Germany Tightens Corona Regulations for November
In response to rising Covid-19 infection figures in Germany and across Europe, the federal German government and the sixteen regional German states have imposed a number of new restrictions, effective from November 2 until the end of the month. The new measures are aimed at controlling the pandemic.
Non-essential travel is prohibited, and hotels forbidden from accommodating tourists. Restaurants and bars are restricted to take-away service only, while cinemas, theaters, fitness studios and other leisure venues have to suspend operation. Contact in public areas is limited to two households encompassing a maximum of ten people.
Schools and kindergartens remain open, as do wholesale and retail businesses, although the number of customers is restricted to one per ten square meters of commercial space. Professional sports events are allowed to continue without spectators. Business travel is permitted, and Germany’s borders remain open. Thus, the restrictions are significantly less dramatic than the ones instituted this spring with the arrival of the pandemic in Germany.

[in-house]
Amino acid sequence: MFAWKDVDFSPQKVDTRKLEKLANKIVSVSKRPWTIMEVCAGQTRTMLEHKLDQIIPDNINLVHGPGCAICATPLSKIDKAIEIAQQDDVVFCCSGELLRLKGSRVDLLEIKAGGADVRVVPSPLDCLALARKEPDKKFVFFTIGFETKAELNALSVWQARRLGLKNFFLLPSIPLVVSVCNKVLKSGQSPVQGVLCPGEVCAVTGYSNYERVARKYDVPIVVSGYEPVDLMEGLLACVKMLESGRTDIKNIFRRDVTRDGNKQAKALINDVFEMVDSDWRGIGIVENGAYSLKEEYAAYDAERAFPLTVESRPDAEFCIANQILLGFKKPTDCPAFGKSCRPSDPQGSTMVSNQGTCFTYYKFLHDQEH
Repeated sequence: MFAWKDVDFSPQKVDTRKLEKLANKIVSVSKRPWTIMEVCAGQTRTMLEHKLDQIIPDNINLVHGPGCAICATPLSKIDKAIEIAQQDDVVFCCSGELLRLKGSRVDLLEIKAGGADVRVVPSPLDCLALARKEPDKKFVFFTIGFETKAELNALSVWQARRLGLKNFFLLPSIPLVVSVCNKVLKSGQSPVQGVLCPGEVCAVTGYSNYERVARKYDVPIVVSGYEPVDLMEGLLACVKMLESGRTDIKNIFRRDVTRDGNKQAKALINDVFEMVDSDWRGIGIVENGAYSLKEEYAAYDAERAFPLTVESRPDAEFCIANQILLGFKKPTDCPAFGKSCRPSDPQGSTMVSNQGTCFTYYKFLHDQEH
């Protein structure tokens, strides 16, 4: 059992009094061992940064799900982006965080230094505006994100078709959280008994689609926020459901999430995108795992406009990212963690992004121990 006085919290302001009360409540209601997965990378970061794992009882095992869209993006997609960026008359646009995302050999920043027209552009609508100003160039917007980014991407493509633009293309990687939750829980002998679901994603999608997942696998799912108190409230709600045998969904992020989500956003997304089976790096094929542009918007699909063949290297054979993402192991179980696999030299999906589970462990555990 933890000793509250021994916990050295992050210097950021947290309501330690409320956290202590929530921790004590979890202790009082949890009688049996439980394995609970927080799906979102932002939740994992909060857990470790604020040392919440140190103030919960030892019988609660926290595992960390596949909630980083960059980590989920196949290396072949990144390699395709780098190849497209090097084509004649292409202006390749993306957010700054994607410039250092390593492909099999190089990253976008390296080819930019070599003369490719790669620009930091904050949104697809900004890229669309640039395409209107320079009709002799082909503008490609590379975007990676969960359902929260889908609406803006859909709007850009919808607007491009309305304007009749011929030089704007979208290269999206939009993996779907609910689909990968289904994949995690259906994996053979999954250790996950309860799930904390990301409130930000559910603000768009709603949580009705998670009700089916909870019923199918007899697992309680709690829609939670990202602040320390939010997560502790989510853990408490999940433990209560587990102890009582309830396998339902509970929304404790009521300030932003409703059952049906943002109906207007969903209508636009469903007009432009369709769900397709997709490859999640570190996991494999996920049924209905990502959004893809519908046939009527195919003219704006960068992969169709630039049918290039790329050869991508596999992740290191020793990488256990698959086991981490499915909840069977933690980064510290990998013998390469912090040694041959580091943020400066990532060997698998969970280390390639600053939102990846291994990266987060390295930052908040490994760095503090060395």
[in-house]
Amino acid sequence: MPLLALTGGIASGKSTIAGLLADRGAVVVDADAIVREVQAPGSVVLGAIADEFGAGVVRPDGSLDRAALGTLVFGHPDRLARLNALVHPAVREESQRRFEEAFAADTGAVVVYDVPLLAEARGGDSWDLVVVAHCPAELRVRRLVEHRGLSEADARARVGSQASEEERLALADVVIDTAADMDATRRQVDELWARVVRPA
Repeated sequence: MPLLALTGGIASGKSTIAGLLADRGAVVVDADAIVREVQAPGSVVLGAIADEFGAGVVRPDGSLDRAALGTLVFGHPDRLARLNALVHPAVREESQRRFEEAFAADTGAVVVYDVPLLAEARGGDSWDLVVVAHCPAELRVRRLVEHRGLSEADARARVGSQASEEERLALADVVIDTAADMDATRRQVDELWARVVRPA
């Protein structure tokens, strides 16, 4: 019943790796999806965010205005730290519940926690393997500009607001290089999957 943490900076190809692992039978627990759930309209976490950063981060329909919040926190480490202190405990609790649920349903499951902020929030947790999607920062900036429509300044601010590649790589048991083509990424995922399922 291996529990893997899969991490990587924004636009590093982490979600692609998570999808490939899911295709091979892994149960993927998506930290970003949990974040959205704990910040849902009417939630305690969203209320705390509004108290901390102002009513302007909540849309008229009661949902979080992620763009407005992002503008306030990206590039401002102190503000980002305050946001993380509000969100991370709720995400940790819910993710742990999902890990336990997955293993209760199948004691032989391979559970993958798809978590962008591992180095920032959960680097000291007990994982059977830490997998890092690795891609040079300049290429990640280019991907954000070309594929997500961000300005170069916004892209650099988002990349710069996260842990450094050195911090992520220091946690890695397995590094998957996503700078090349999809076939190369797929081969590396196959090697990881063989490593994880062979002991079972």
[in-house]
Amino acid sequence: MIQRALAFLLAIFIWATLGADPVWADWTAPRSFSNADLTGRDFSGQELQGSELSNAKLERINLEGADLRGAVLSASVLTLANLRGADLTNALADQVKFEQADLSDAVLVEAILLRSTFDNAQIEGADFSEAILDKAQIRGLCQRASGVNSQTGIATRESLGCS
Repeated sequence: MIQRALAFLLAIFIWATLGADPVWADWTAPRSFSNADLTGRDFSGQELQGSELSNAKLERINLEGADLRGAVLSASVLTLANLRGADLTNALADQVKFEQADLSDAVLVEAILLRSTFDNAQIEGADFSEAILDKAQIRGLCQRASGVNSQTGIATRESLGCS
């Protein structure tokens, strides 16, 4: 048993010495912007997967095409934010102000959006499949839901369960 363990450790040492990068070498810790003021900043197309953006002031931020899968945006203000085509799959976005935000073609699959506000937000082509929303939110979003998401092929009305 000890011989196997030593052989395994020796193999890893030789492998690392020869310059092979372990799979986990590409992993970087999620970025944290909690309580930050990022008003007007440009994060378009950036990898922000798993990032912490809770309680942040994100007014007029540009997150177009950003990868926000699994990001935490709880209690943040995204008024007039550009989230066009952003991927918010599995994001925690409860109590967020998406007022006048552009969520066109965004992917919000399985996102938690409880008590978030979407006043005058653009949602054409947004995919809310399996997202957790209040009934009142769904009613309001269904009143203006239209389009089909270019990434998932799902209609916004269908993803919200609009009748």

The federal government has pledged to extend support measures for businesses whose revenues have dropped significantly because of the pandemic. It has also promised an additional 10 billion euros in state aid to mitigate the effects of the restrictions, particularly in those economic areas that are the hardest hit.
“The additional measures announced on October 28 should be seen within the context of Germany’s overall response to the coronavirus pandemic, which has earned widespread praise in many parts of the world,” says Germany Trade & Invest CEO Robert Hermann. “The fact that businesses have been allowed to remain open and that additional economic aid resources have been made available underlines the government’s emphasis on balancing concerns of public health and the economy. It’s also encouraging that schools and kindergartens are staying open. The current restrictions have been put in place for a limited period of time, and there is no reason at present to expect them to continue beyond November.”